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Ten phrases to talk about cold and wet weather like a true Italian

Karli Drinkwater
Karli Drinkwater - [email protected]
Ten phrases to talk about cold and wet weather like a true Italian
Fa un freddo cane. Photo by Matthew Henry on Unsplash "

Although Italy is known for being balmy and bright, Italians have plenty of expressions and proverbs to refer to cold and rainy weather. Here are ten phrases you can throw into conversation in these chilly days.


The weather in Italy has taken a turn for the colder and wetter, with storms and high winds sweeping through the country.

As autumn turns into winter, the mercury is set to drop even further, setting teeth chattering and extremities tingling.

Of course, the temperature difference is markedly different between the northern alpine regions and the much milder southern regions.

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Still, Italians from all corners of the peninsula share a love of talking about how cold and wet it is, so if you’re an Italian language learner who wants to impress with your command of cold-themed lingo, we’ve got you covered.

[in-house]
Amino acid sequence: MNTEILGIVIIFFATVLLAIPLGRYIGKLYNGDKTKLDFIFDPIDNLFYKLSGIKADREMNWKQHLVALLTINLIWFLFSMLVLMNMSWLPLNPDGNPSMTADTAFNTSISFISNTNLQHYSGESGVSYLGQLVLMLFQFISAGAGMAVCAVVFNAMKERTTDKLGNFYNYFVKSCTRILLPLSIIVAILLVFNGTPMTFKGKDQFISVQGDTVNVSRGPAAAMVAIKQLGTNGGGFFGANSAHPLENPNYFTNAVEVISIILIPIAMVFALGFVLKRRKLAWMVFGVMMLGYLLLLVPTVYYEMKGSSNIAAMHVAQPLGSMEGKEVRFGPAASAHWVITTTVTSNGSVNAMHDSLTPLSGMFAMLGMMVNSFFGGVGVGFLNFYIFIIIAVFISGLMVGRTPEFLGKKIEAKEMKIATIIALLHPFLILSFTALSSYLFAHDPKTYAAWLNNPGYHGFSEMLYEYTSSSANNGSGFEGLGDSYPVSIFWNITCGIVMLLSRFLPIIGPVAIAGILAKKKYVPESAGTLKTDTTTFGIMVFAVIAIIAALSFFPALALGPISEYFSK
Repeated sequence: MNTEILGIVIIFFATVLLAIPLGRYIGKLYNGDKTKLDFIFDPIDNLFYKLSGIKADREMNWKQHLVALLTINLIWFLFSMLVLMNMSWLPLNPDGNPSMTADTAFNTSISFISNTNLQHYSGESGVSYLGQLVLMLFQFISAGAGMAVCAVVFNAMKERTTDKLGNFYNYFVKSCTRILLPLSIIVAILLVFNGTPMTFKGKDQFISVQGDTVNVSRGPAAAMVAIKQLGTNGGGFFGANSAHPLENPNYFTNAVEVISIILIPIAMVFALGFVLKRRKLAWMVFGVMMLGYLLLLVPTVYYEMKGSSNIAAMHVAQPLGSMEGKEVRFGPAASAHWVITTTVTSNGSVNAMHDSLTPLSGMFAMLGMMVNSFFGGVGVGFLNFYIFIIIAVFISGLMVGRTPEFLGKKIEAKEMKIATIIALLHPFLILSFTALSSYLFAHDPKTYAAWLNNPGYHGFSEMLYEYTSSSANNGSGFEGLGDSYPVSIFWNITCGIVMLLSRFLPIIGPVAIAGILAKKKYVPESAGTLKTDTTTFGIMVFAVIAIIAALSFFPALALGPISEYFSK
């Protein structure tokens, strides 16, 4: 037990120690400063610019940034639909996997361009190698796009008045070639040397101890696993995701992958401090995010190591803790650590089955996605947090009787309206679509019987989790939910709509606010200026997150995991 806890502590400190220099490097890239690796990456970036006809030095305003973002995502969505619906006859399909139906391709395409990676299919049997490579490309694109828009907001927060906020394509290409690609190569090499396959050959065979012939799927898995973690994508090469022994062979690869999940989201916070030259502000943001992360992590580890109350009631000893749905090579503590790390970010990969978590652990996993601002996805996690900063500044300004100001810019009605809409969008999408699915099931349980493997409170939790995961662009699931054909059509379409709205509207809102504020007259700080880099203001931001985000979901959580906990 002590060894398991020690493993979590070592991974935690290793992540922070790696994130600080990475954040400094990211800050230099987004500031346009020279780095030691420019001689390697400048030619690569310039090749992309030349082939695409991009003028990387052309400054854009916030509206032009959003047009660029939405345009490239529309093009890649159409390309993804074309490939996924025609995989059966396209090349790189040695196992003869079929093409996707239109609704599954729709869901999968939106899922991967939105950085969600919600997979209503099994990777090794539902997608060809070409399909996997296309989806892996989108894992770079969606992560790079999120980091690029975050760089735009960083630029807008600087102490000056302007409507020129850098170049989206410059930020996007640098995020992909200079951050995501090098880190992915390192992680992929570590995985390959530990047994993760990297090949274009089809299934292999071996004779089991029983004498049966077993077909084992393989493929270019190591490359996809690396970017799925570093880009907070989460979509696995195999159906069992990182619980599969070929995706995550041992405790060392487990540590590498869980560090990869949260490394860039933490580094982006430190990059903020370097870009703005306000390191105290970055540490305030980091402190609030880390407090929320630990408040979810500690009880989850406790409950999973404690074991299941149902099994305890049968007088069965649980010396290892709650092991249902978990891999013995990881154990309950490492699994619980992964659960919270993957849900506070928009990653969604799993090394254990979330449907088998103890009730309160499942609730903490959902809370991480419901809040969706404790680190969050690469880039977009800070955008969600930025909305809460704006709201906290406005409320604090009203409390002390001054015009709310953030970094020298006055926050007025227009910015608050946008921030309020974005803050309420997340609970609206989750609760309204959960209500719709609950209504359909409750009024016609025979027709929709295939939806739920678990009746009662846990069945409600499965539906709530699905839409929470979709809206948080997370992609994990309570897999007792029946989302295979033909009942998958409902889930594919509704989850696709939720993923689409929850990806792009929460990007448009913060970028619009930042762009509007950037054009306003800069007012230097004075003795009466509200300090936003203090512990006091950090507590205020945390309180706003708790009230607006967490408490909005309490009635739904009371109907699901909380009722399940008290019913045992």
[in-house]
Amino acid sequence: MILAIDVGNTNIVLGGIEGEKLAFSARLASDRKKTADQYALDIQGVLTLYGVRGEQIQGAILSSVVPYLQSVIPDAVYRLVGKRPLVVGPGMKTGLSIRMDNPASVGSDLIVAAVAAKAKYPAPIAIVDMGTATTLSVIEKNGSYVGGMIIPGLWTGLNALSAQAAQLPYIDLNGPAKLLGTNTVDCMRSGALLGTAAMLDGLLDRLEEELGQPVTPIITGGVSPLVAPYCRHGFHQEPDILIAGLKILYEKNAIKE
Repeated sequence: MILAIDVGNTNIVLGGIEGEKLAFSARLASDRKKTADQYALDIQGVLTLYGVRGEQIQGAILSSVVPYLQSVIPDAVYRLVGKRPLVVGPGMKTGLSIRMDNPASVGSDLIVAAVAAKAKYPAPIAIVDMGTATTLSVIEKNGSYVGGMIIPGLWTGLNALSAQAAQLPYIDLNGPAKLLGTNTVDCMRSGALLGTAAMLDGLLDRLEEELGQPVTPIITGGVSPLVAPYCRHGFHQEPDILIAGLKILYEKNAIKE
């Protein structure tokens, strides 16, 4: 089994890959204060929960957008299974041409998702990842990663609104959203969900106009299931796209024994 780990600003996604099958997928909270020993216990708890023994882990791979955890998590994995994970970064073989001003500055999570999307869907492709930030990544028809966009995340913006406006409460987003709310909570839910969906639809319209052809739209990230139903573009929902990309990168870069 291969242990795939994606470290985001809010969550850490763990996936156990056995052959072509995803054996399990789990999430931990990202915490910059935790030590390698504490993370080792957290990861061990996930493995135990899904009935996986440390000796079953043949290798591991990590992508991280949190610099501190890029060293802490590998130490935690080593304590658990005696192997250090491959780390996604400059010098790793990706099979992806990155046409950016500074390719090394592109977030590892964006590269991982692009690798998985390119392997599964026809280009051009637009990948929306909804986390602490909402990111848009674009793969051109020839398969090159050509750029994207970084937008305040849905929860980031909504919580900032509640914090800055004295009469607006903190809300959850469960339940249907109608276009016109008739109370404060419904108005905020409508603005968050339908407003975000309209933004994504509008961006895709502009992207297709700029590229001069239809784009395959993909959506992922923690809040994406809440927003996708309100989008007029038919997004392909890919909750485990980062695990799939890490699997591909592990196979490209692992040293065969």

Che Freddo GIF - Che Freddo Coperta Cold GIFs

Fa un freddo cane

When the cold is really biting, simply saying fa freddo (it's cold) doesn't go far enough. Fa un freddo cane is an idiomatic phrase used in spoken Italian on those freezing cold days. It means, "It's freezing cold!"

The phrase literally translates as, "It makes a cold dog", which doesn't seem to make a lot of sense. But it means something more like "it's dog cold!"

Dogs don't have much to do with the phrase in reality, much like with the English phrase "it's raining cats and dogs". It's just a (polite) way of emphasising how awfully cold it is. For more language tips on this phrase, see here.

Ho il naso gelato

"Sono stanco e ho fame, ho la coda gelata, e il naso gelato, e le orecchie gelate, e i piedi gelati".

This adorable quote from one of the puppies in Disney's 101 Dalmatians pretty much sums up winter. Everything is cold and frozen.